Geochelone

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Geochelone
Temporal range: Miocene to present
Indian Star Tortoise.jpg
Geochelone elegans
Scientific classification e
Kingdom: Animalia
Phylum: Chordata
Class: Reptilia
Order: Testudines
Suborder: Cryptodira
Family: Testudinidae
Genus: Geochelone
Fitzinger, 1835
Species

Geochelone elegans
Geochelone platynota

Geochelone is a genus of tortoises.

Geochelone tortoises, which are also known as typical tortoises or terrestrial turtles, can be found in Africa and Asia. They primarily eat plants.

The genus consists of two extant species:

There are two extinct species that inhabited the Canary Islands:

One extinct species inhabited Malta

And an extinct species in the Balearic Islands:

A number of tortoise species have been recently removed from the genus. This taxon as formerly defined was "polyphyletic, representing at least four independent clades".[4] Tortoises removed include members of Aldabrachelys (from the Seychelles and Madagascar), Astrochelys[5] (Madagascar), Chelonoidis (South America and the Galápagos Islands), Stigmochelys[5] (Africa) and earlier, the extinct genus Megalochelys (southern Asia).

"Self-righting" shell[edit]

The form of the shell of the Indian star tortoise resembles a gömböc, allowing it to turn over when lying upside down very easily.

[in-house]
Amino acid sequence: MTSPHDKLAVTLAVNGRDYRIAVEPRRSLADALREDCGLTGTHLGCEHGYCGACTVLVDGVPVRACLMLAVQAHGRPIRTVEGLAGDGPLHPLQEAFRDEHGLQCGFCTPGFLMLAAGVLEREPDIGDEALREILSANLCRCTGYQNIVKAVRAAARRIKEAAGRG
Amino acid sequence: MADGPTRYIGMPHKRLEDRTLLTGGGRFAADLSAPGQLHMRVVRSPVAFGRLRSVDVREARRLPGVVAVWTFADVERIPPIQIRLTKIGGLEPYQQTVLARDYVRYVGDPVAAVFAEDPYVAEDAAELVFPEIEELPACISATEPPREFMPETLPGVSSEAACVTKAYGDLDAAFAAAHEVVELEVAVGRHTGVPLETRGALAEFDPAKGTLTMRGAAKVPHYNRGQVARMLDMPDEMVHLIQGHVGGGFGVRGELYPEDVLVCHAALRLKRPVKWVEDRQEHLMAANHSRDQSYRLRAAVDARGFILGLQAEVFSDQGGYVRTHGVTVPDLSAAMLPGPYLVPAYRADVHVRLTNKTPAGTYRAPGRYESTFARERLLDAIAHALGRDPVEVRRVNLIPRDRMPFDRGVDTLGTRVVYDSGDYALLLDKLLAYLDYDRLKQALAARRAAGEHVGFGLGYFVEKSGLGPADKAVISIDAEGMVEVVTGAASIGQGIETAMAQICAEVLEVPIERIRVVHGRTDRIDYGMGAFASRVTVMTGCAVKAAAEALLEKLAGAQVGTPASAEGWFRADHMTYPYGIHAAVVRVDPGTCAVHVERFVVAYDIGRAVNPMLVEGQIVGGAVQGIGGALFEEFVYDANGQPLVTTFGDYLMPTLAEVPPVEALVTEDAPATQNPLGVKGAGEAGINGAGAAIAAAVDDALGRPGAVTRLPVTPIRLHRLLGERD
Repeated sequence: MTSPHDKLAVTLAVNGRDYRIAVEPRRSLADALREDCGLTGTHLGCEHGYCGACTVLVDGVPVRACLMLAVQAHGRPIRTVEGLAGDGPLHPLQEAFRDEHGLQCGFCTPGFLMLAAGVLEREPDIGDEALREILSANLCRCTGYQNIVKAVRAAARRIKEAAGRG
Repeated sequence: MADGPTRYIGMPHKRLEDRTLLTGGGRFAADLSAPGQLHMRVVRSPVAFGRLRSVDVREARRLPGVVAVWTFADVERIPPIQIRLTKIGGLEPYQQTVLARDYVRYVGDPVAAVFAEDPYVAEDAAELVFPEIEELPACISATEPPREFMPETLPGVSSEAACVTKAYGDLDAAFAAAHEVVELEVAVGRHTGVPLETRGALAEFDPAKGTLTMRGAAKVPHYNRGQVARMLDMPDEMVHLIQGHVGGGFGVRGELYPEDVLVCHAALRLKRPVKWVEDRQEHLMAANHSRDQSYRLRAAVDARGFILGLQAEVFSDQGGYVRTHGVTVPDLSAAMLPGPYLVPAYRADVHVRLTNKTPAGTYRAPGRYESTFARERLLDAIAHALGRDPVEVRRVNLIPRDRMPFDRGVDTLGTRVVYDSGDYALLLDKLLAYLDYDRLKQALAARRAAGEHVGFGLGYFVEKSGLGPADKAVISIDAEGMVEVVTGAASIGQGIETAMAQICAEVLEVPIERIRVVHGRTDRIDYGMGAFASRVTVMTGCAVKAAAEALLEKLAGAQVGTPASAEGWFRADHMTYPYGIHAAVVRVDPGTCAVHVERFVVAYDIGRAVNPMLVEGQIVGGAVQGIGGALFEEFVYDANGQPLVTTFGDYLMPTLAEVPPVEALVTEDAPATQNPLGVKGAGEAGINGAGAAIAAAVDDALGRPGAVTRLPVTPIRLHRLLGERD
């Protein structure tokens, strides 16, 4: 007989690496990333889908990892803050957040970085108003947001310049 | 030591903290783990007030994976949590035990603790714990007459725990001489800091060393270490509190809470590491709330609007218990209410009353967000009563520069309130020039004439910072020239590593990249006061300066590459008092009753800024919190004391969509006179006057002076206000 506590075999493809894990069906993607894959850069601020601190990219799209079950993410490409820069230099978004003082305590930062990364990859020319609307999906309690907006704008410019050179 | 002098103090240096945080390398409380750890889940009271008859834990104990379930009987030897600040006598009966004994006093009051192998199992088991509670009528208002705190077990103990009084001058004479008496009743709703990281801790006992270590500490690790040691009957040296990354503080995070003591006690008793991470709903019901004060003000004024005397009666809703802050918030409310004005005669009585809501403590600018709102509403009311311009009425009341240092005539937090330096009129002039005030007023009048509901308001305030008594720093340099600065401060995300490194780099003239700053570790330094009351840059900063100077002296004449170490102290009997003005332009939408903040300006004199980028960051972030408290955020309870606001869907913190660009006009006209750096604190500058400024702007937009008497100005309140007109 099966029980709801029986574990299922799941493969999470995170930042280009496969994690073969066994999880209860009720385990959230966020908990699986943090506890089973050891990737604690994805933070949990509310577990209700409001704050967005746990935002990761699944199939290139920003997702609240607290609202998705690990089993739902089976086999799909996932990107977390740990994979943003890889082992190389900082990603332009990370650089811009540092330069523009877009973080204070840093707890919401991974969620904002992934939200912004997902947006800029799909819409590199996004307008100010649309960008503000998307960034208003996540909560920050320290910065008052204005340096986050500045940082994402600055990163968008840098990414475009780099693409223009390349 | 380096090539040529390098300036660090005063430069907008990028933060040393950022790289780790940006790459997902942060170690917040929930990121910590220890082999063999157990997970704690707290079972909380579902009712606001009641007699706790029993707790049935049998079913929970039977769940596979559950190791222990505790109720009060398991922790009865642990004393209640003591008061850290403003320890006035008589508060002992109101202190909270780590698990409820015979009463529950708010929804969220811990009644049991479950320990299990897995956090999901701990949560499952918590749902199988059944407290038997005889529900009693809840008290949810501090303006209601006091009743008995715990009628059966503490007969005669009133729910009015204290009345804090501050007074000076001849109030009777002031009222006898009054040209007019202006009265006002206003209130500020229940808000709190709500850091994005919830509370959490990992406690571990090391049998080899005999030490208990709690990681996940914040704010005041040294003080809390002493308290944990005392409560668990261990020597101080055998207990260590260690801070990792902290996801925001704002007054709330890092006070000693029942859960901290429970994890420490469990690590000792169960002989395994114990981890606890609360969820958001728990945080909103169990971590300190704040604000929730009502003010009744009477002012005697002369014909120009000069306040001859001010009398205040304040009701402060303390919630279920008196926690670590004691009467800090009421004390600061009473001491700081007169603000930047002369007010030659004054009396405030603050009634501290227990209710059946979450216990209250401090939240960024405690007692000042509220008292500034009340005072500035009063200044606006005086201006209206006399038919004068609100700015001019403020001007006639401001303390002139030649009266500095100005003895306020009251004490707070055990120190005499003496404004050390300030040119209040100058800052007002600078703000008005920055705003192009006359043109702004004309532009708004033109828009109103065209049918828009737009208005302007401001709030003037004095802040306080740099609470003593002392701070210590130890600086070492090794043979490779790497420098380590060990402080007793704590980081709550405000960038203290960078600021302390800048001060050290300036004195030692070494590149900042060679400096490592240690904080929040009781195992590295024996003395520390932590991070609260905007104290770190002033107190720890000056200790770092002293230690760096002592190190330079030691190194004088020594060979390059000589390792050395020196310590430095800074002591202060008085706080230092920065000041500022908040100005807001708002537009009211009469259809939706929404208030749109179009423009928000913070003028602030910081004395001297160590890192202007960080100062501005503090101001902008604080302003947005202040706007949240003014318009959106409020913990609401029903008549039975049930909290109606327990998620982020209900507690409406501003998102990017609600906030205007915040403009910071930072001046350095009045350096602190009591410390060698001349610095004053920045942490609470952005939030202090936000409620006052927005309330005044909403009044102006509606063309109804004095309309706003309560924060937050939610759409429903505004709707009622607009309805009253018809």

References[edit]

  1. ^ The Recently Extinct Plants and Animals Database Extinct Reptiles: Geochelone burchardi
  2. ^ The Recently Extinct Plants and Animals Database Extinct Reptiles: Geochelone vulcanica
  3. ^ Rèptils i amfibis de les Balears. Joan Mayol. pàgina 219
  4. ^ Le, M.; Raxworthy, C. J.; McCord, W. P.; Mertz, L. (2006-05-05). "A molecular phylogeny of tortoises (Testudines: Testudinidae) based on mitochondrial and nuclear genes" (PDF). Molecular Phylogenetics and Evolution. 40 (2): 517–531. doi:10.1016/j.ympev.2006.03.003. PMID 16678445. 
  5. ^ a b Fritz, U.; Bininda-Emonds, O. R. P. (2007-07-03). "When genes meet nomenclature: Tortoise phylogeny and the shifting generic concepts of Testudo and Geochelone". Zoology. Elsevier. 110 (4): 298–307. doi:10.1016/j.zool.2007.02.003. PMID 17611092. 

External links[edit]